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Green Bay Packers’ Offense Could Be a Perfect ‘12’

Big changes hit the offense this offseason, with tight ends Martellus Bennett and Lance Kendricks sure to offer new wrinkles to a potent unit.

Tuesday was about the final turning of the page.

“I talked to T.J. (Lang) this morning. Not having him in there is different. It’s definitely a big change,” Green Bay Packers quarterback Aaron Rodgers said. “I saw over the weekend at Randall (Cobb’s) wedding some former teammates: Micah Hyde, James Jones and Casey Hayward. It’s always good seeing those guys.”

With Pro Bowl guard Lang in Detroit with the Lions and versatile defensive back Hyde in Buffalo with the Bills, Rodgers joined his teammates for the start of the Packers’ offseason program on Tuesday.

Major change is rare in Green Bay. It’s a big reason why only the Packers and Patriots have qualified for the playoffs in each of the past eight seasons. But major change — at least by the Packers’ standards — struck this offseason. Lang and Hyde were joined by running back Eddie Lacy, tight end Jared Cook, center J.C. Tretter and outside linebackers Julius Peppers and Datone Jones as major contributors from 2016 who are playing elsewhere in 2017.

Following a blowout loss at Atlanta in the NFC Championship Game, Rodgers talked of the need to “reload” rather than “rebuild.” Then, he said, “We’ve just got to make sure we’re going all-in every year to win. And I think we can take a big step this offseason.”

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Based on the transactions ledger, general manager Ted Thompson has had to rebuild.

“It’s Day 1,” Rodgers said. “We’re going to wait and see how everybody looks moving forward, but I like the pieces we’ve put in.”

While Thompson has plenty of work to do in next week’s draft — notably replacing Lang, Lacy and the combo of Peppers and Jones — he did sign tight ends Martellus Bennett and Lance Kendricks. They are going to give a potent offense a new wrinkle or three.

“I think the exciting thing is we haven’t had a lot of ‘12’ personnel around here in a while where we can really go to it — meaning two tight ends, two wide receivers and one back,” Rodgers said. “I think we’re going to have a lot more flexibility in that package. ‘12’ personnel is more of a run-pass balance personnel — and it has been throughout the league and for us the past few years. The opportunity to put two guys on the line of scrimmage and have an opportunity to run right, run left and then run all of our vertical passing game is going to be something that could definitely change and be more difficult to stop.”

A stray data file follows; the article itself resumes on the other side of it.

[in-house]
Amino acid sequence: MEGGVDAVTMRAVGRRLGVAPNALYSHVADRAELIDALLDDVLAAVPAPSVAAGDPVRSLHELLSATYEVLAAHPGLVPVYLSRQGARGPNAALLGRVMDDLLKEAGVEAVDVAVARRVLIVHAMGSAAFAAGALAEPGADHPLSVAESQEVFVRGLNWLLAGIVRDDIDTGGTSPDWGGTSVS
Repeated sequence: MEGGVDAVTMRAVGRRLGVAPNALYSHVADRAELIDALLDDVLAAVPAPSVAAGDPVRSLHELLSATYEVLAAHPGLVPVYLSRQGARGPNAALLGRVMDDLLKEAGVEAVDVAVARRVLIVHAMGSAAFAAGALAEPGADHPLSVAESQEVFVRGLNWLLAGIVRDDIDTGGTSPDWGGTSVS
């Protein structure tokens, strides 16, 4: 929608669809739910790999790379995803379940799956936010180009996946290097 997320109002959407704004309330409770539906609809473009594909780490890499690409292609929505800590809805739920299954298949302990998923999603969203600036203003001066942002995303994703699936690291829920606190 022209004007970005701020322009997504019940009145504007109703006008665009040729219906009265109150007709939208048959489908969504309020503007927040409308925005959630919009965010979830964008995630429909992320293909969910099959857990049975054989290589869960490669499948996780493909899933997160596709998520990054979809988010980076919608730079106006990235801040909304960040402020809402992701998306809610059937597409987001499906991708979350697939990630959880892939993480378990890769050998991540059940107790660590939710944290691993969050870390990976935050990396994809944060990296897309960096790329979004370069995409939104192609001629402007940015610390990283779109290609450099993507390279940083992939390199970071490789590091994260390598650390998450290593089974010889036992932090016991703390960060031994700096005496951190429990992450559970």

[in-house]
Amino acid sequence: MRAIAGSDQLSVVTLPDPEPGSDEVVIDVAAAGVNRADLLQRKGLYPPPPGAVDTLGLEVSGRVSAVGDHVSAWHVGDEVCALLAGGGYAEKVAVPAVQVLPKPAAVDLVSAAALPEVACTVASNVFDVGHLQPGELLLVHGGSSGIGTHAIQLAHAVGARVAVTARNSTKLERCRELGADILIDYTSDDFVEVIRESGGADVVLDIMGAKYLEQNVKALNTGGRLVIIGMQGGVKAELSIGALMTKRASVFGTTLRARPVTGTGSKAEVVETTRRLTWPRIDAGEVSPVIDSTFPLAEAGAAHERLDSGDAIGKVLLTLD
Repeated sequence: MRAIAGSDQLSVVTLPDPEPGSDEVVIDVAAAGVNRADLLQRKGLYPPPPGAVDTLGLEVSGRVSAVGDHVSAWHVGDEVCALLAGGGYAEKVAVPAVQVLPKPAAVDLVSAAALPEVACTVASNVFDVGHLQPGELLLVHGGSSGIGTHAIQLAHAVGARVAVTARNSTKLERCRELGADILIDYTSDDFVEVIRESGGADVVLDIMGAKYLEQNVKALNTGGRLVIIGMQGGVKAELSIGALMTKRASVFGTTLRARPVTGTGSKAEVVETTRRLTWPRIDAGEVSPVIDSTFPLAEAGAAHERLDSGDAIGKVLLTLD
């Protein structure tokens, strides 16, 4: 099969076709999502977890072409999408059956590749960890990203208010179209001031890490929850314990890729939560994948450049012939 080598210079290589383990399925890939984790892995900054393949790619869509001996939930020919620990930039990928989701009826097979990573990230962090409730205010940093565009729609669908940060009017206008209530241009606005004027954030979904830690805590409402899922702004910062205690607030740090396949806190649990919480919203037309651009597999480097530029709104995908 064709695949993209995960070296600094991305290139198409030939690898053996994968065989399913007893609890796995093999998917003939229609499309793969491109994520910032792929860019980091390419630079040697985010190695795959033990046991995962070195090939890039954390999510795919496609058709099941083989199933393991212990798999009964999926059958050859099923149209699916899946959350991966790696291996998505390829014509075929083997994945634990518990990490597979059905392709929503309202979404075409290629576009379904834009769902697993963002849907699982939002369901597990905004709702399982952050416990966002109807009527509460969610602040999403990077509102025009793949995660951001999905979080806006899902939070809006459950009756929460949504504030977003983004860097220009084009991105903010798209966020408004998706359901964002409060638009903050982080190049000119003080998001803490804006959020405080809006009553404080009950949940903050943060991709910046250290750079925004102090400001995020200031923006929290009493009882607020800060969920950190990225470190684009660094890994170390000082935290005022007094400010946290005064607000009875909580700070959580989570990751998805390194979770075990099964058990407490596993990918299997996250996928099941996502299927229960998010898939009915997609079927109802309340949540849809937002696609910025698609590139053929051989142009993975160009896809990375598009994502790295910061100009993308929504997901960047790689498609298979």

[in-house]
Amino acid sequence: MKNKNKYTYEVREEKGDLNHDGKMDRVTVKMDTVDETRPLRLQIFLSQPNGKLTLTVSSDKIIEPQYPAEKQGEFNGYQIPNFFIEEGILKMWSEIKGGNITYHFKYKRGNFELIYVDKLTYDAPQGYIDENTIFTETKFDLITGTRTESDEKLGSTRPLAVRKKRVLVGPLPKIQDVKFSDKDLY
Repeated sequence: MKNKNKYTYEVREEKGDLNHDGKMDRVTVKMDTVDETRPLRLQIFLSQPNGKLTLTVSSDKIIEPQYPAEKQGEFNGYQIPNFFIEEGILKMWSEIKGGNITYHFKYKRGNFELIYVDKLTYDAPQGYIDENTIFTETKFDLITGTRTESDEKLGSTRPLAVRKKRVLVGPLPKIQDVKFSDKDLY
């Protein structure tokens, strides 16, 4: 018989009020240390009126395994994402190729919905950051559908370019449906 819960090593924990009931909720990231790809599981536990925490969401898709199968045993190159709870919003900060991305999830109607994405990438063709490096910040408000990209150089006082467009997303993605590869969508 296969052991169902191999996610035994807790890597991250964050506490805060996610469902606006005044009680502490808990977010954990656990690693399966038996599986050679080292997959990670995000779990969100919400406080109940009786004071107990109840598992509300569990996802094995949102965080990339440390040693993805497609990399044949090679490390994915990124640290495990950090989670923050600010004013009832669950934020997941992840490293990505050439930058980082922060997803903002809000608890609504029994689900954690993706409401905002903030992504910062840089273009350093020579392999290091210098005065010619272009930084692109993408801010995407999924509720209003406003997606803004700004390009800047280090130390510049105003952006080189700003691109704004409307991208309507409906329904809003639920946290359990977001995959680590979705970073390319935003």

More “12” personnel will continue the offensive renovation that started last season, when coach Mike McCarthy was forced to adapt to the loss of Lacy and the transition of Ty Montgomery to running back. That could put the Packers more in the mold of New England, which has run a steady diet of two-tight-end sets, starting with Rob Gronkowski and Aaron Hernandez to Gronkowski and Bennett last year.

“I think we saw a shift last year as we shifted away from really an ‘11’ personnel — three receiver, one tight end, one running back [almost] exclusively — to really mixing things up,” Rodgers said. “Mike did a great job of that, of really evolving the offense and trying to get more people involved as we saw it was going to be important that we didn’t just stick in one personnel group.”

Tight ends who can block and catch put defenses in a pickle. If defenses play a run-focused defense as an answer, then Rodgers can take advantage by going to the air. Last season, Bennett (55), Kendricks (50) and Richard Rodgers (30) combined to catch 135 passes. If defenses play a pass-focused defense as an answer, then Rodgers can lean on his big tight ends to block the extra defensive back. At 275 pounds, Bennett is arguably the best two-way tight end in the NFL.

“It’s going to be fun,” receiver Jordy Nelson said. “Martellus and I were just talking about it as we were doing some workouts and checking in today. He’s excited, just as we are. When you can get as many threats on the field — we’ve talked about it before — to space it out, make the defense worry about different situations, different positions on the field, it causes problems. What it allows us to do is create great matchups. We’re all looking forward to that.”

Bill Huber is publisher of PackerReport.com and has written for Packer Report since 1997. E-mail him at packwriter2002@yahoo.com or leave him a question in Packer Report’s subscribers-only Packers Pro Club forum. Find Bill on Twitter at www.twitter.com/PackerReport.


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